Hash Artistry: When setting a trail, use checks frequently at logical (and even some illogical) decision points.  A decision point is any point along a run where a runner/walker might wonder which way to go.  After a check is placed, one or more false trails should be marked with “on-on‘s” placed every 50-100 feet apart.  A good rule to follow is that as  a runner passes one “on-on” he/she should be able to soon see the next “on-on”. When placing an “on-on” near a check it is considered appropriately sneaky to “hide” the flour so that the lead runner must get to the flour before he/she can actually see it.

False trails must be marked with an “X” if continuing on that route would result in either a potentially confusing (e.g., finding other parts of the trail) or a potentially dangerous situation.  Otherwise, marking a false trail with an “X” is a personal choice made by the hare.

After a “check,” the true trail is also marked with on-on’s.  True trail continues until the next possible decision point where another “check” would be placed, complete with false trails.

When laying out the trail, every effort should be made to avoid long (over 500 feet) sections with no decision points. A “good” hash run should have at least 35 checks. Using an ADC map, or is useful in laying out a good run.

It is desirable (i.e. more confusing for the front runners) to avoid having most of the checks in a run going in the same direction, i.e., straight.  This can be avoided by having loops or jogs that go around a “block” or onto a side trail.  Properly done, a loop or jog can allow the pack to catch up with the front runners.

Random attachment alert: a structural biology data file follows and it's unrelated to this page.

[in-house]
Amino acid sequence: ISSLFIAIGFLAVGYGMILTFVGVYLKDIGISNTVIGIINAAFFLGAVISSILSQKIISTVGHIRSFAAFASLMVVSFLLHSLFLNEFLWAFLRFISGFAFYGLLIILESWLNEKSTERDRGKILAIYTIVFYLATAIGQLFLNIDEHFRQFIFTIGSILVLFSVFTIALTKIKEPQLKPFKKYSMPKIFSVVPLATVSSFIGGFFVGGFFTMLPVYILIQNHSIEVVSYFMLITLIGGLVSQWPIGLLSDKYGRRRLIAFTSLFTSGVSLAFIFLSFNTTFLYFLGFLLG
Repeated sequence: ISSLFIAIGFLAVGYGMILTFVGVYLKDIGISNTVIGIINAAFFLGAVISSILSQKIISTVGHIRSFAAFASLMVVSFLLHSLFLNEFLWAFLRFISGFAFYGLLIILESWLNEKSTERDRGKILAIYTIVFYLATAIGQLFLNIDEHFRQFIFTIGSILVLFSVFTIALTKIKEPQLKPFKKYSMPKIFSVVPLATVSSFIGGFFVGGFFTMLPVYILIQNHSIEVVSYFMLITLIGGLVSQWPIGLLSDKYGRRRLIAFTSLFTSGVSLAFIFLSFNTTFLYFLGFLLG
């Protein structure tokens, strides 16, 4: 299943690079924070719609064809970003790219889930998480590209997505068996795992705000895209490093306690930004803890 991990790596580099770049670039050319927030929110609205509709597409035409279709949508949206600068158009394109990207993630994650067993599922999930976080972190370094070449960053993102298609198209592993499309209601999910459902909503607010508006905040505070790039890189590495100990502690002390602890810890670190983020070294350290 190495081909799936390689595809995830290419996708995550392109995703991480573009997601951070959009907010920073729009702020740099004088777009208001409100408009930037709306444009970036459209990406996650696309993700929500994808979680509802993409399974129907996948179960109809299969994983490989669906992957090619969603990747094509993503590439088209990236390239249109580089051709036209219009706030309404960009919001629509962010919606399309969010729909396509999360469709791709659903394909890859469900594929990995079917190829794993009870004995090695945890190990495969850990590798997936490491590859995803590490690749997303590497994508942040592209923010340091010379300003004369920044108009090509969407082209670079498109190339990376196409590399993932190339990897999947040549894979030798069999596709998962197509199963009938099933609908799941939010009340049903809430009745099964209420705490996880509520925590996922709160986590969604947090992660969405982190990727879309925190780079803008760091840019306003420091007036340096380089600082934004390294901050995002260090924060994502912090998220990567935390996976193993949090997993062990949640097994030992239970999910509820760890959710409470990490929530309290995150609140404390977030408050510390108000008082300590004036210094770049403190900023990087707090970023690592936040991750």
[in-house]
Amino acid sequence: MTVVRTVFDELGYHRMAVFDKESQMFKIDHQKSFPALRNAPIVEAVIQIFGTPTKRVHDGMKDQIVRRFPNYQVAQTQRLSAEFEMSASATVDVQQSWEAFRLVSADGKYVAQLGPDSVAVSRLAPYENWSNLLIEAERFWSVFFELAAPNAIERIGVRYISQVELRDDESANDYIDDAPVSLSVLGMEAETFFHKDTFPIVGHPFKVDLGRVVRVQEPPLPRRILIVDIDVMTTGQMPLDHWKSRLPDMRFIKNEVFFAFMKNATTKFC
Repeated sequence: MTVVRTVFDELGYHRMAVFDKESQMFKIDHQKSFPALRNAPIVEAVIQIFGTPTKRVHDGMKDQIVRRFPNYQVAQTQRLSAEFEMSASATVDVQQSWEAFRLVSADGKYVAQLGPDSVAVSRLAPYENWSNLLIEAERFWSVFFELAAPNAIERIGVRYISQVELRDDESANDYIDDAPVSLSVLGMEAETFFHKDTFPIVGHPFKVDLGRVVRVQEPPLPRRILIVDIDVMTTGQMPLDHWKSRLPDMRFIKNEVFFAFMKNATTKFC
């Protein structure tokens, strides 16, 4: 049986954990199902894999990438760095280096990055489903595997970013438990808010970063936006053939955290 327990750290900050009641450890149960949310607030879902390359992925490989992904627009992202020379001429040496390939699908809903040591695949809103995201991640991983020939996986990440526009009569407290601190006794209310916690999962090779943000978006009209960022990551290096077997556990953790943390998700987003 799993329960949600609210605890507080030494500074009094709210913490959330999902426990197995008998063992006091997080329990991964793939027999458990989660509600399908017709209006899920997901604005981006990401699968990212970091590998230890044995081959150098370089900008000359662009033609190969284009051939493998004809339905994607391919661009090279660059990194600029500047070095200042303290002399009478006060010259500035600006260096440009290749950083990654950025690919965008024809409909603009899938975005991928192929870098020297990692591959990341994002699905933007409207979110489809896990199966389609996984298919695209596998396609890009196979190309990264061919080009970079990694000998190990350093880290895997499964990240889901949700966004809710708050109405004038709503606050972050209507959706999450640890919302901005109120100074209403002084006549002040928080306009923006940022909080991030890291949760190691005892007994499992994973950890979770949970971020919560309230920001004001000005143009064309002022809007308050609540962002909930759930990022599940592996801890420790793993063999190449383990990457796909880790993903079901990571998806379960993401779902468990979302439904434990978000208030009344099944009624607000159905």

Basically any given run is a 4-5 mile loop with the potential for being either very “boring” i.e. the pack knows where it is going, or—even worse—a “road race” i.e. long sections with no choice points. The challenge in setting a good run is making the basic out and back “loop” more interesting.

When to Host: There are 25-30 regular hashers in GFH3.  There are 52+ hashes a year. Do a little math.  It is essential that everyone who runs regularly with GFH3 host at least twice a year. Couples, who hash should, therefore host 4 times a year. Often several hashers will sign up to “co-host” a hash. Although co-hosting is a very good thing to do, it is not the same as being the one who is assuming primary responsibility for the event---the host. When several names are listed on the website only the first name listed actually gets “credit” for hosting. For you new-comers, it is very easy to get help setting a Hash run, so please do not be intimidated by these suggestions. Ask any experienced host and they will bore you silly with all the inane details of hosting a run.

 Hash Trail Etiquette:  Since hashing is not a race, trail etiquette requires two things of whoever arrives at a check first. First, when “checking” they must yell (i.e., so others can hear) “ON-ON” whenever they see an “on-on.”  This helps the pack, as they arrive at the check, to determine which of the choices is “true trail”.  Second, once “true trail” is determined, someone must mark (with chalk, a stick or by kicking out the flour circle) the direction of “true trail.”  This allows those further behind to stay on trail. Don’t assume that those behind will be able to see where you went. Failing to mark a check is a serious No-No (the reverse of an On-On) as it breaks the pack into small sub-groups which must each independently solve each check to determine “true trail.” This makes everyone very cranky!